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No Antodote for Extensive Bleeding from Pradaxa

Written by Xarelto Helpline on . Posted in Xarelto News

From the standpoint of a Geriatric social workers the " no antidote" with Pradaxa can be very serious as seniors may need emergency surgery from falls. I am exteremely concerned about this with Pradaxa.

One risk of Boehringer Ingelheim's blood thinner Pradaxa  includes a very stern warning. Japanese regulators have asked the German company to notify doctors about potentially deadly bleeding in some Pradaxa patients, Reuters reports. Doctors need to be warned not only about the bleeding risks with the drug Pradaxa but also, that there's no antidote to counteract bleeding if it starts. This is a serious and dangerous side effect. Can you imagine being in a serious auto accident while on Pradaxa. I simple incident could become deadly. Is it safe to assume there will never be a need to force the blood to clot quickly.

With warfarin, , bleeding can be quickly treated with vitamin K. Neither Pradaxa nor any of the others in a new class of warfarin alternatives has a similar antidote. This new generation of drugs includes Xarelto, marketed by Bayer and Johnson & Johnson ($JNJ [1]); Eliquis, the Bristol-Myers Squibb ($BMY [2])/Pfizer ($PFE [3]) med that's awaiting U.S. approval; and Daiichi Sankyo's Lixiana.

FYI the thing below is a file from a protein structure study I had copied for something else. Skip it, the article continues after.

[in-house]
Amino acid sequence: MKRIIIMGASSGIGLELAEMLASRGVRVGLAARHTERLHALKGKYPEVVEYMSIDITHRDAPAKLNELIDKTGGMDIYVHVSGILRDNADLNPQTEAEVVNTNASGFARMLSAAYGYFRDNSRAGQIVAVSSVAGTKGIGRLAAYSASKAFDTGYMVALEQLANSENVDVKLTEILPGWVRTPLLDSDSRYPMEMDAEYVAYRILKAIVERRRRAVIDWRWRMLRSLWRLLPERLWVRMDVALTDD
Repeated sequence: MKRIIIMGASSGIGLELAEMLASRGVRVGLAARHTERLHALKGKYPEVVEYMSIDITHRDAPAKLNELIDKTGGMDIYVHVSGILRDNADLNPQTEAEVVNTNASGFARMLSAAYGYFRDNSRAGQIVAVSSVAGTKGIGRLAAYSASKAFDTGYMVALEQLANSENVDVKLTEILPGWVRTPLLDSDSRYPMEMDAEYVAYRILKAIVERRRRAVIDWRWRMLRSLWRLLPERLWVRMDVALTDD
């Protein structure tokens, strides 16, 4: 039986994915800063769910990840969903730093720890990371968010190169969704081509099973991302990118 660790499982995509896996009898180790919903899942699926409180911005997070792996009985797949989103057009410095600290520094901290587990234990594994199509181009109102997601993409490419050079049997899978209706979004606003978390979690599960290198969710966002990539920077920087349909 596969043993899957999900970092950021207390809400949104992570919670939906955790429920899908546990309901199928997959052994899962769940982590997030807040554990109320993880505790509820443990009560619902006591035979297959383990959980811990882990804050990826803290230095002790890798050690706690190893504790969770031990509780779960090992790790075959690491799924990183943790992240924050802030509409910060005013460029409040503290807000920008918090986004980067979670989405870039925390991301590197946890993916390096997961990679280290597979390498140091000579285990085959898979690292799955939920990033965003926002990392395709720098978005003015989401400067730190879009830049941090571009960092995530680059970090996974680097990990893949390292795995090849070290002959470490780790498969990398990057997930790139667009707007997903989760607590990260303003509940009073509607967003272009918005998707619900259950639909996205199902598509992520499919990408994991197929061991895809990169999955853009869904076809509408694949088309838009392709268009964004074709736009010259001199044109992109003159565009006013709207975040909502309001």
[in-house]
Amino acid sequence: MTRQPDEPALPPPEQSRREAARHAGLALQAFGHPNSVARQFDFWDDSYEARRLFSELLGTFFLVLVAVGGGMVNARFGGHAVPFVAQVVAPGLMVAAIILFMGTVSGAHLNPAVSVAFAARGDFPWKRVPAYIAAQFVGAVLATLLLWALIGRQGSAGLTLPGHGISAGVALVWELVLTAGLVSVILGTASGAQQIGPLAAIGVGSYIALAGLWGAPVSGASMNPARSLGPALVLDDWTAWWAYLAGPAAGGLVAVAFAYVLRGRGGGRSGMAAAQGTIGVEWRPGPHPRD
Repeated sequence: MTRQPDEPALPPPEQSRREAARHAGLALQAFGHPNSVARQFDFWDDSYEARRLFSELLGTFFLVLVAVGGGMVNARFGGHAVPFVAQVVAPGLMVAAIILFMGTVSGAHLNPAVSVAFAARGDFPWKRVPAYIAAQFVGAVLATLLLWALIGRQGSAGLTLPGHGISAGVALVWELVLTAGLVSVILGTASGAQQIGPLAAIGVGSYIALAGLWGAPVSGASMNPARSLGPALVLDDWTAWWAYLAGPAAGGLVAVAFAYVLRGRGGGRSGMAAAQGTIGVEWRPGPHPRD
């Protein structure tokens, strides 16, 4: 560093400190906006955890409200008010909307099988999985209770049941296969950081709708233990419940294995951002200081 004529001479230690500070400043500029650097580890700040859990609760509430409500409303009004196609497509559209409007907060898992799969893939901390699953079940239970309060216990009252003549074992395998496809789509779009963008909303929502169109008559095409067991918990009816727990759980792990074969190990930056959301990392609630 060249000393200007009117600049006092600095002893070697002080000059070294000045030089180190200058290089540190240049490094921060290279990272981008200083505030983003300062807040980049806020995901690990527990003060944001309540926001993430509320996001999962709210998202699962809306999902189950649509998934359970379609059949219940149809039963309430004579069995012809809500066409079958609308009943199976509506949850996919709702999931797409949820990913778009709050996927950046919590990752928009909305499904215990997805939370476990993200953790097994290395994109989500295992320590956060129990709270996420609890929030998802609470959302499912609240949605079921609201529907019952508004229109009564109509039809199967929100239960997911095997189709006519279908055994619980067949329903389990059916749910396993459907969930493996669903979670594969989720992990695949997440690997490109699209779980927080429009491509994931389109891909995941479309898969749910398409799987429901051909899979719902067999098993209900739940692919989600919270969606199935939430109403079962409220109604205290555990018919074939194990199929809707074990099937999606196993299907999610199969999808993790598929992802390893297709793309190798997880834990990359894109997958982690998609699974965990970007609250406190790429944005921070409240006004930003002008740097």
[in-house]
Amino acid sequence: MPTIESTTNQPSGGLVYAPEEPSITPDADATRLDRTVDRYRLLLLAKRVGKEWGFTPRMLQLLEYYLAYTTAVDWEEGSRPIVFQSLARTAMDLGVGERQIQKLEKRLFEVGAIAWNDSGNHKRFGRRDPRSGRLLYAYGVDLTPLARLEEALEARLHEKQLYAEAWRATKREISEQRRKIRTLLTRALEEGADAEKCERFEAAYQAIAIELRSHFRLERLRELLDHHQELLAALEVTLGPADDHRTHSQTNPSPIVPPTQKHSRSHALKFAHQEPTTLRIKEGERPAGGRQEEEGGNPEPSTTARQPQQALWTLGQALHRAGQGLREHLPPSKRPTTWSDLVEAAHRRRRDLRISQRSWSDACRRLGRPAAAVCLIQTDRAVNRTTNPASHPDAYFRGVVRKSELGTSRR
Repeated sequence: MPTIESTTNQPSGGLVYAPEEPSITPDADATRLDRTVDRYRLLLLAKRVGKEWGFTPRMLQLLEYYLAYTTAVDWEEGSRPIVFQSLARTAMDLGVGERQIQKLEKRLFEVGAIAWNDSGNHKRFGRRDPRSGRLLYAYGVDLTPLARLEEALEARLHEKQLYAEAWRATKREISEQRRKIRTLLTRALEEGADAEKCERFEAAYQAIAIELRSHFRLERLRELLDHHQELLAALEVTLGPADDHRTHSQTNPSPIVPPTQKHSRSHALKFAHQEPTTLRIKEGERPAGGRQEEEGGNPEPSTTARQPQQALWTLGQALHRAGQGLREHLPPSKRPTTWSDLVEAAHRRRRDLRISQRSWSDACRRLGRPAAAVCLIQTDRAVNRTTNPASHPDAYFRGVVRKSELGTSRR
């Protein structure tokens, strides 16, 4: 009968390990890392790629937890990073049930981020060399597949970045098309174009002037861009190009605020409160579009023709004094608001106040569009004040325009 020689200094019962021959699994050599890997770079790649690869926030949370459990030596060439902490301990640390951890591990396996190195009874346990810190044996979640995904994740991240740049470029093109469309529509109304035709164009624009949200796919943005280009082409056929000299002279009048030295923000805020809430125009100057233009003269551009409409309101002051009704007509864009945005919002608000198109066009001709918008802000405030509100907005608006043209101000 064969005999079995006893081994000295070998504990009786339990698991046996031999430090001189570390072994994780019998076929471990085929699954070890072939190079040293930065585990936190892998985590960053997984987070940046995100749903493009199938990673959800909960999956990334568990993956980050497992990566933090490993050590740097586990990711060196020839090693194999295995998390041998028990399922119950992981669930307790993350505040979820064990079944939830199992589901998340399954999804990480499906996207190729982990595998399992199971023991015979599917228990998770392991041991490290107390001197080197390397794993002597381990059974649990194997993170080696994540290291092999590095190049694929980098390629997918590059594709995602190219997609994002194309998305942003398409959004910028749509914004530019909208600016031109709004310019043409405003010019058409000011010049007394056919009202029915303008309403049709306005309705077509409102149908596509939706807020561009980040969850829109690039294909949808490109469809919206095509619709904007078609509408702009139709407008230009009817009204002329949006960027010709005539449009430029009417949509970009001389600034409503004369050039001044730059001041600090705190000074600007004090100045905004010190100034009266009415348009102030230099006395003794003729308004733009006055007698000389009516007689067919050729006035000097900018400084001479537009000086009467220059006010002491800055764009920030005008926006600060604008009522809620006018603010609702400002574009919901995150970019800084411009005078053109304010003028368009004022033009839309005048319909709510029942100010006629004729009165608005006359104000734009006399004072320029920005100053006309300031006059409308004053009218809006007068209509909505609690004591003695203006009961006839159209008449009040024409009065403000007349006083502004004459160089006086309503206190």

The lack of an antidote isn't a surprise. Nor is the bleeding risk with Pradaxa; it's clearly stated on the drug's label. The rate of serious bleeding with Pradaxa was 3.3% per year, Boehringer's fact sheet states, compared with 3.6% with warfarin; the rate of GI bleeding was higher with Pradaxa, however, at 1.6%, compared with 1.1% in warfarin patients. Most of the Japanese patients who developed problems had bleeding in their GI tracts. And just because the stats are listed doesn't mean that all doctors are up-to-date on the risks. Physicians tend to push what the drug  representatives tell them to push and give them perks for. They assume if it has problems it would have been removed form the market by the FDA. They see a potential stroke doing much more harm then just bleeding.

Japanese officials suggest that patients older than 70 may need a lower dose of Pradaxa. Currently, the 110-mg dose is recommended for patients 80 and older. Boehringer says it's cooperating with the government on the warning, Reuters says, and that it's in the company's best interest to have the medicine prescribed within the recommended guidelines. The biggest concern I have is for seniors and seniors living alone. Many do not keep good records of medications and can we safely assume that and EMS call to action agaent will know the warnings of Pradaxa and act accordingly. Pradaxa deaths are a big concern for any home health agency and senior caregiver.